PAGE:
Delta Force 2
Along with Spec Ops and Rainbow Six, Delta Force was among the first wave of 3D military shooters and a welcome addition to a blossoming genre. Out were plasma rifles and formulaic aliens, and in came camouflage, M-16s, and for once a foe we could enjoy putting bullets into - humans. Unlike its peers however, Delta Force didn't take the 3D-accelerated route to the front line; instead, developers NovaLogic decided to stick to their tried-and-tested VoxelSpace technology. Everyone knows that voxels are blocky and ugly, so why in Sam Hell are they still using them for the sequel?
Like the film buff who went Betamax and the gamer who bought a Phillips CD-I convinced it was the future of'interactive entertainment', NovaLogic's strained grip on its ageing VoxelSpace technology seems baffling. Or it does until you realise that in this age of shit-off-a-shovel 3D hardware acceleration, there is one thing the likes of Voodoo can't do, and that is deliver the blurry-eyed realism that the latest VoxelSpace engine can. The kind of realism that characterised the first Delta Force game, in fact - where you think you can just make out shapes moving through tall, swaying grass. Quake 3 may have ladylike curves, thousands of polygons and smooth metallic textures, but where's the grass? There isn't any of course, because it would look so flat you'd be able to see a cowpat at 100 yards. By comparison, Delta Force's landscapes look like a giant undulating, upturned hairbrush - just the way the great outdoors should be.
Unfortunately, while Delta Force had a realistic look, the gameplay was less convincing. Missions were bland and could be completed in a few short days, the tactical elements were rudimentary and some of the animation was abominable. Unlike some sequels, Delta Force 2 has some catching up to do, which it seems to be doing...
Delta Force 2 will sport 32-bit colour (as opposed to 8-bit in the previous game), and higher resolutions should also provide a less blocky landscape and a greater depth of view. The laws of physics have been implemented as well, with players having to compensate for wind and the forces of gravity.
Most importandy, the gameplay will be a lot more varied than before. Over 40 missions based across Africa, the Middle East, Russia and Antarctica will be included, each offering a range of objectives - from search and destroy, to reconnaissance and rescue.
Perhaps the greatest enhancement for the sequel will be the Commander's Screen, where players plan their moves beforehand, much in the same way as in Rainbow Six and Hidden & Dangerous. This feature was sorely missed from the original game.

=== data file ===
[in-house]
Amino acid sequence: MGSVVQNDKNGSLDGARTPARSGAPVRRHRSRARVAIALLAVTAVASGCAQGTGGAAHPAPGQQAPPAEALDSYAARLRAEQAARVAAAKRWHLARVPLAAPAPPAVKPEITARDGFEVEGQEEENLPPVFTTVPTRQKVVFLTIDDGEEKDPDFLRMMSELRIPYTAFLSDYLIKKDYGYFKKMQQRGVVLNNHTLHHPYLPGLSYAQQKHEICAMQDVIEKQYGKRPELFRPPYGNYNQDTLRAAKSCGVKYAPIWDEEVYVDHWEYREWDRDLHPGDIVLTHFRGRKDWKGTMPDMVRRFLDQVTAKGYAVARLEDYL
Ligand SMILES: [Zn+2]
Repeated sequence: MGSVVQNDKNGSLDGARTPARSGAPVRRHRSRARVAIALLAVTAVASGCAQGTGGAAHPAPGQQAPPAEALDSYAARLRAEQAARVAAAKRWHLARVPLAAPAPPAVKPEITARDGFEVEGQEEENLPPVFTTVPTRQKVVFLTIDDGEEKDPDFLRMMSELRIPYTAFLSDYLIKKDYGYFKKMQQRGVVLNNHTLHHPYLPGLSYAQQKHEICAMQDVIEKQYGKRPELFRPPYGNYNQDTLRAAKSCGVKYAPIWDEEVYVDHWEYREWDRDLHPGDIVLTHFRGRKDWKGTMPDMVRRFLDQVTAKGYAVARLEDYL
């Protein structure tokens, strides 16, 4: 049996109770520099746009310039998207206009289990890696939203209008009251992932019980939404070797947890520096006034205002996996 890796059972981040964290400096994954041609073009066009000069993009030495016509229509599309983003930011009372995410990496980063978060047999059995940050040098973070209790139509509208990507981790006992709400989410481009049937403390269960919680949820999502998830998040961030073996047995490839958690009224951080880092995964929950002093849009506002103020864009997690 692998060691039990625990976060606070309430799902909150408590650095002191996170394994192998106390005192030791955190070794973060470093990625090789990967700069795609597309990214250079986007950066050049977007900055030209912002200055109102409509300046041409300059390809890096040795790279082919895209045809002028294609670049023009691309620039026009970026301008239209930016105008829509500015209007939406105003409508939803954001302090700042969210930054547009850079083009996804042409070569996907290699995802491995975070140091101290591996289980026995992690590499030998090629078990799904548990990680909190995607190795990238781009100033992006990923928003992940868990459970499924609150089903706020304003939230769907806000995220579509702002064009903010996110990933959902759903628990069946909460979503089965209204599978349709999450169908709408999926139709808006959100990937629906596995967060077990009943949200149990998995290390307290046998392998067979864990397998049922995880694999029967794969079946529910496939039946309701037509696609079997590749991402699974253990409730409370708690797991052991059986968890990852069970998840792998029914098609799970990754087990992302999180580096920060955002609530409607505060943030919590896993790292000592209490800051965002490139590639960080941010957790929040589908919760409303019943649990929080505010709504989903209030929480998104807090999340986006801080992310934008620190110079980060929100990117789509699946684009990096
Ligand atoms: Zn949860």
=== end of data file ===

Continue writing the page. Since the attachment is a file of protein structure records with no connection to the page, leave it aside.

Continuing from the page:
So far, so good then. The multiplayer game will be expanded to include Voice-Over-Net technology and up to 50 players can shoot it out on each map. Unfortunately, unlike our American cousins who will get the game next month, we have quite a wait in store. Mirroring the events of last year, us Old Worlders will have to wait until next February, by which time demand will have reached such a feverish frenzy that people will be camping outside their games store. That's the theory, anyway.
Delta Force 2 is the latest entry into the already crowded tactical military simulator market, but it's radically different in its use of voxel graphics as opposed to the textured 3D polygons we're all used to. You control a single, well-equipped soldier in an assortment of ready- to-go, single-player missions and, ive progressive campaigns.
Fighting alongside you are up to four other team-mates over whom you've no control - despite having a neatly-presented command map, complete with waypoints and objectives. You can't even tell them what weapons to choose and use.
So with no real strategy involved, your task is simply to look after numero uno. If it moves - shoot it, if it doesn't - blow it up. And if you can complete the mission objectives at the same time - anything from laser designating tanks for air strikes to ambushing convoys and rescuing hostages - then good luck to you. It's all great fun and extremely hectic, if ultimately, rather shallow.
While the beautiful voxel graphics engine turns out colourful, ultra-realistic terrain, it isn't helped by any 3D cards apart from the 32-bit TNT, TNT2 and Rage Fury. If you happen to own one of those, you'll be in heaven. If not, you'll need at least a 500MHz Pentium for smooth play, and something even faster if you want to try higher resolutions than 640 by 480.
Novalogic have put gameplay first and realism well down the list. The game itself feels like a cross between an Action Man cartoon and a Bond movie -all bullets and blood but no brains. Lacking the grim realism of Spec Ops 2 or the strong tactical elements of Hidden & Dangerous or Rogue Spear, this game remains easy to play and highly entertaining but has disappointingly few weapons to choose from and only average sound effects.
It has the usual first and third person views, plus a movable camera and a cool on-screen sniper scope. The bundled map editor, built-in Voice-Over-Net technology and wide variety of deathmatch modes makes for good multiplayer sport, but the mediocre animation, blocky graphics and lack of real depth leave it well behind its competitors.
Processor: PC compatible, P-100
OS: Windows 9x, Windows 2000 Windows XP, Vista, Win 7, Win 8, Win 10.
Game Features:Single game mode
Delta Force 2 Screenshots
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